Recognizing this fierce determination in others can be a source of inspiration to us; seeing others finish amazing feats and crush their goals can remind us of our own capacity to do amazing things rather than diminish the importance of the hard things we have done and the challenging goals we are working towards. Try to be genuine and kind to others- not always easy, but I think this can help foster a sense of gratitude for the runners around us and the incredibly inspirational things they have done.

Running the Howe Sound Crest Trail in West Vancouver, BC. PC: Ariane Oro, @arianeoreo

We all have previous life experiences or past failures that can consume us. I have experiences from past trauma and abusive relationships that fuels a constantly nagging voice in my head, telling me I can’t do hard things. It can be so easy to take a victim role, to let this voice consume us and dictate what we think we are capable of. It can be so tempting to use hurdles as an excuse as to why we aren’t a real runner or why we don’t deserve to be at that start line ready to race. We might not have chosen these past experiences to have happened to us, but we can be grateful for them; we can draw strength and determination from these experiences to develop tenacity and grit that we all have inside of us. Because, as hanging out on the trail often reminds us, we really can do hard things.  

I think sometimes the self-doubt won’t go away, so we have to chase our goals anyways while still doubting whether we can succeed. Showing and sharing this self-doubt with others requires a certain amount of vulnerability and trust in those around us. This can be so hard, but we can, in fact, do hard things. I think one of the most challenging and inspirational parts of running is being able to continue despite this vulnerability we see in ourselves and those around us.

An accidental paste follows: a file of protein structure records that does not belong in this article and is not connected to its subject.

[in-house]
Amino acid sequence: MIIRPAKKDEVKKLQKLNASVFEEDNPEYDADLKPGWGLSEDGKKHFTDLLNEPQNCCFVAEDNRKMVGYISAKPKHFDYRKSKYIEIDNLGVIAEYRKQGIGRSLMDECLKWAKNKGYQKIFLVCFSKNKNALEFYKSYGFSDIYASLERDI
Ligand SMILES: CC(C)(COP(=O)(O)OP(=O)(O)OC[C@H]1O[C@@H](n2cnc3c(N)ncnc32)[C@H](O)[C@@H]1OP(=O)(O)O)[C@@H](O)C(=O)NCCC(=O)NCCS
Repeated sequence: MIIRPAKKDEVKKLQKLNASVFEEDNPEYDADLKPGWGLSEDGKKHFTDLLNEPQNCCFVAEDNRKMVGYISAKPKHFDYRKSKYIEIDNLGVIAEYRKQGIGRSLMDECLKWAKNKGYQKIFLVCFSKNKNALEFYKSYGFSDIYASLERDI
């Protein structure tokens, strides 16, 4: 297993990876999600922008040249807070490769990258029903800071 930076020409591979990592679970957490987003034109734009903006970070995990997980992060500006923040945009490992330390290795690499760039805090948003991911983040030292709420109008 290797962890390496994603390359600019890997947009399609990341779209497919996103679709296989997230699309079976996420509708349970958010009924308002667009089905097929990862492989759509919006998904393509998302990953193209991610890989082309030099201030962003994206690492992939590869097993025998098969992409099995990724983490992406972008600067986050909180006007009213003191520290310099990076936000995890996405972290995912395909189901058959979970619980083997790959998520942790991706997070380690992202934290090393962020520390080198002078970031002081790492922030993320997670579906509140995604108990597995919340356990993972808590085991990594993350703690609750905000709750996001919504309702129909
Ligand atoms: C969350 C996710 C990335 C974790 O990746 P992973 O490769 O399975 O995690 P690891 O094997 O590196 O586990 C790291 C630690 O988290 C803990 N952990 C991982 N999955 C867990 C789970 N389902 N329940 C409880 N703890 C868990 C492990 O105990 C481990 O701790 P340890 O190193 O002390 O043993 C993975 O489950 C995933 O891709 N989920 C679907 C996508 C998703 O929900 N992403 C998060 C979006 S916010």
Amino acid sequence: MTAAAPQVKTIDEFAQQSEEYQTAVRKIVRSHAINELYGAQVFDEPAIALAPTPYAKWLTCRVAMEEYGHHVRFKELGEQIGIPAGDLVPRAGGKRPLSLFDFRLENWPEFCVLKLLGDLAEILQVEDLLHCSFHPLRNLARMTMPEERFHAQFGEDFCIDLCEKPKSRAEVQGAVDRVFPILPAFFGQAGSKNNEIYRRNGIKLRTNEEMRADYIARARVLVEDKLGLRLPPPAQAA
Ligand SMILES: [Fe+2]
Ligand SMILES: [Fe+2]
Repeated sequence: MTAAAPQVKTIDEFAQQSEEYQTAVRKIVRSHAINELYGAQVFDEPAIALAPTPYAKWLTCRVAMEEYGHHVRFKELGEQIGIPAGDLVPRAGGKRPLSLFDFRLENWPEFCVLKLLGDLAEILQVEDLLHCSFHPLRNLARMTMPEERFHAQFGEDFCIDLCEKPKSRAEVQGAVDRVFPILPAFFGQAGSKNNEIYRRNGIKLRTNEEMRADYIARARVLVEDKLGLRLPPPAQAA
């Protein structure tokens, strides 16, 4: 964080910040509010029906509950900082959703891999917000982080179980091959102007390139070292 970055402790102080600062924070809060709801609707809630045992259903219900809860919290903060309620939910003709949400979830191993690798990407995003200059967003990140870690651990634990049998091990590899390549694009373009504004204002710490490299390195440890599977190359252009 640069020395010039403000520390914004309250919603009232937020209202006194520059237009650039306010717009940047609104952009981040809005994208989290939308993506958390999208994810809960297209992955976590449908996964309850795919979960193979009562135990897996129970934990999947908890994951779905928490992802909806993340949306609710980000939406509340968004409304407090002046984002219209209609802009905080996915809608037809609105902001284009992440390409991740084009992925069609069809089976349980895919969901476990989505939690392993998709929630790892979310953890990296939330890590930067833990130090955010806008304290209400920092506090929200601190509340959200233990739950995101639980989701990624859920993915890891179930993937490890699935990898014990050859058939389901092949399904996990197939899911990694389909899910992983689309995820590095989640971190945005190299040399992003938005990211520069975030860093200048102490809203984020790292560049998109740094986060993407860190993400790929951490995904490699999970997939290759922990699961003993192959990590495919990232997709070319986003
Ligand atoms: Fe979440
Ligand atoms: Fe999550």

All of our past experiences look different for each of us, but we can certainly find commonalities and inspiration in the determination and badassery of the runners around us. Drawing on these collective achievements within our local and global running communities is a great reminder that we have the capacity to keep running in the face of self-doubt, and that we can stay genuine and kind to others while working fiercely towards our own goals. Remember that you are brave despite, and because of, all of the experiences you have been through. We can race hard (or adventure hard, or train hard) and leave all of our efforts out there on the trails, regardless of what the trail throws at us. We really can do way more than we think we can.

*Feature Photo by Coast Mountain Trail Series, WAM 2019 

Aileen McKeown

Aileen McKeown

Aileen is a runner of trails, climber of mountains, swimmer of lakes and oceans, and a huge fan of Lucky Charms and chocolate-covered espresso beans. She hangs out in North Vancouver, BC. You can find her on Instagram @aileeenpatricia

Trail Sisters is committed to creating opportunity and participation for women in trail running. Our content is always free to read. Consider a monthly contribution on Patreon to support Trail Sisters so we can continue to inspire, educate and empower others!

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2 thoughts on “Running in the Face of Self-Doubt”

  1. Thank you for sharing this article! I appreciate your vulnerability and it’s good to know that others also have these same thoughts of self doubt.